Disclaimer: This post entirely comprises of my unaltered and un-enhanced memories, the lack of research has been compensated by the inclusion of a lot of shitty English, and only the events my perforated brain deemed worth recalling found entry in this review. Your own memories will most likely be completely different, especially if you have a clue about cricket.

Wes wishes all of her readers a Happy New Year :)

Australia
Madness. Manic laughter. Joy, tears, bipolar insanity. What started out as the longest public funeral in the history of mankind steadied into a slow yet sustainable recovery, with a helpfully unnoticed, successful tour to Sri Lanka, the unforgettable, hysterical South African adventure and a home defeat by New Zealand with a subsequent recovery against the visiting Indians in the last Test of the year. Michael Clarke's men have certainly known to entertain the worldwide audience, who kept their fingers crossed for either signs of rehabilitation or the continuation of the Australian slump. Since bad wishes rarely come true, the revamped Australian administration, also because half of the first string side was hospitalised, unearthed gems like Nathan Lyon, Pat Cummins and James Pattinson, but did not manage to convincingly stuff the holes in the batting department. Much of the re-awoken interest in Test cricket can be attributed to the hot and cold Australian Test performances, people were glued to the screen, punters tore their hair out in desperation, no matter what reason suggested, the Aussies would do the opposite. Underneath this billowed surface a steady cool stream has guided the boat to friendlier shores. May Australia's rise continue; setbacks have to be expected, but Captain Pup holds the steering wheel firmly in his hands.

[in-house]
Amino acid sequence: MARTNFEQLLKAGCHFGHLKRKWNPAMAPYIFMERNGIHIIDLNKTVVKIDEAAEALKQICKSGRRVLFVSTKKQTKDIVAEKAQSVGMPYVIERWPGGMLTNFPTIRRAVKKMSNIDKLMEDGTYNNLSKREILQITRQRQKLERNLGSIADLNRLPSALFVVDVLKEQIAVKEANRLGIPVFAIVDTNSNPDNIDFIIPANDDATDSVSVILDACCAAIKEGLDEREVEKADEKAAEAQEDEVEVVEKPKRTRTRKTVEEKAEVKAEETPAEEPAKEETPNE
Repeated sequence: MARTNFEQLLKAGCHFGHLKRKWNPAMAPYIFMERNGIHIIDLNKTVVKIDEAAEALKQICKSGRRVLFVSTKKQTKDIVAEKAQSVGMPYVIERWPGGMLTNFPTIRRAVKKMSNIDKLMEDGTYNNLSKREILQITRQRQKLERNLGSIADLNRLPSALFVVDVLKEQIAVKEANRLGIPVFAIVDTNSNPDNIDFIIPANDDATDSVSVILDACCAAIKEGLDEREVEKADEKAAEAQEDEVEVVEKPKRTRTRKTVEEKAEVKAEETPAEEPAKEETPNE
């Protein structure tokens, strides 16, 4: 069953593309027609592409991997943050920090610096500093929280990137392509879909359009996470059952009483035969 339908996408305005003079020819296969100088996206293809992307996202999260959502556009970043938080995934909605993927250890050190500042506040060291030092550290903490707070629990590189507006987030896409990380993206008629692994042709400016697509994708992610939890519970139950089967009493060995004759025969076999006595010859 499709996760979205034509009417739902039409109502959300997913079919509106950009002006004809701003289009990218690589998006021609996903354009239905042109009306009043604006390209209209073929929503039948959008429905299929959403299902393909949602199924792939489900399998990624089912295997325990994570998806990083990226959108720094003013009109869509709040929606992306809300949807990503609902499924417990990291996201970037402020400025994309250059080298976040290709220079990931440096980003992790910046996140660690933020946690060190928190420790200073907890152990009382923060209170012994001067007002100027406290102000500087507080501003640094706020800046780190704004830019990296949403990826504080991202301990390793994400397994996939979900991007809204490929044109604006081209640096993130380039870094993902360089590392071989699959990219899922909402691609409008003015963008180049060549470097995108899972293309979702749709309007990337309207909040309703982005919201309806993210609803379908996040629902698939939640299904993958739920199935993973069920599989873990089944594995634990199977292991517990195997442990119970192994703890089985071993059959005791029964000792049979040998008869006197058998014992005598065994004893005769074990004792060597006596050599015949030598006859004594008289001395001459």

Bangladesh
My brain is full of holes. I only remember that Shakib Al Hasan has grown beyond his own greatness. The Deshis are going through a horrible phase at the moment. Where is the team that gave New Zealand a drubbing, and England a tough time? The spirits are hanging low again.

County Cricket
Middlesex! Middlesex! Middlesex are now playing in Division 1. We conveniently ignore the fact that Surrey are now doing so, too. But we cannot ignore that the great Tim Linley was Surrey's hero of the year. Neither can we ignore Ollie Rayner. Olixander The Great has turned his back on Sussex for good because, smart as he is, he understood that only in symbiosis with Gareth Berg he can strive for and achieve total domination. Domination of what? Well, of EVERYTHING. And he shall not worry for his army of disciples are lying in the dust before his feet, awaiting his orders, ready to jump up and walk over the bent backs of their rivals for His Blondest Highness. Hampshire got relegated. And thanks to the Champions League T20, my ongoing long-term affair with Somerset has deepened even further. Ahhh Zumerzet. No further memories from this summer.

England
Samit Patel. Craig Kieswetter. Flipside: Ian Bell undisputedly and undisputably inhabits positions 1-100 on my smack list. Otherwise uninteresting.... But here's something else Pom-related: England have now disappointed us with two shitty summers in a row! In 2010 the visits by Australia and Pakistan took place, with both teams struggling in the unfamiliar conditions - Pakistan were shaken by the match-fixing scandal and Australia by Steven Smith - and in 2011 [see India]. Since all things come in threes, we can already brace ourselves for another forgettable European season.

Germany
The 'Germs' defended their spot in World Cricket League Division 7 in a series of nervewrecking, thrilling and hard-fought battles against old foes in Botswana *dankeschön* and experimented with a few new guys in the European T20. I hope some useful insights could be gained from that. My Player Of The Year: Javed Iqbal. For 2012 no ICC events are scheduled for Germany, since the European 50-over league got scrapped, for which the responsibles must get birched until they can't walk any more.

India